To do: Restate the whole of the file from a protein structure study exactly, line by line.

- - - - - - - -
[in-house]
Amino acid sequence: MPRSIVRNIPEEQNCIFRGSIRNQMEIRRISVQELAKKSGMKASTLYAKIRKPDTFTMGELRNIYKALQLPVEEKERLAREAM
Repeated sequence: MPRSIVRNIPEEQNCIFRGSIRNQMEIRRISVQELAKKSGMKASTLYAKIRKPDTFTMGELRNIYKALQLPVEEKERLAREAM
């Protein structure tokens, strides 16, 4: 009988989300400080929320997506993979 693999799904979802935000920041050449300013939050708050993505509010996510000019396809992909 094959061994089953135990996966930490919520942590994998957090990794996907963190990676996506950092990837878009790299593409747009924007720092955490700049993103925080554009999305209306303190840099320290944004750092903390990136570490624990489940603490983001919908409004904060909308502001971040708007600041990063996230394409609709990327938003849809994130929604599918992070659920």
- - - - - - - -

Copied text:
[in-house]
Amino acid sequence: MPRSIVRNIPEEQNCIFRGSIRNQMEIRRISVQELAKKSGMKASTLYAKIRKPDTFTMGELRNIYKALQLPVEEKERLAREAM
Repeated sequence: MPRSIVRNIPEEQNCIFRGSIRNQMEIRRISVQELAKKSGMKASTLYAKIRKPDTFTMGELRNIYKALQLPVEEKERLAREAM
């Protein structure tokens, strides 16, 4: 009988989300400080929320997506993979 693999799904979802935000920041050449300013939050708050993505509010996510000019396809992909 094959061994089953135990996966930490919520942590994998957090990794996907963190990676996506950092990837878009790299593409747009924007720092955490700049993103925080554009999305209306303190840099320290944004750092903390990136570490624990489940603490983001919908409004904060909308502001971040708007600041990063996230394409609709990327938003849809994130929604599918992070659920």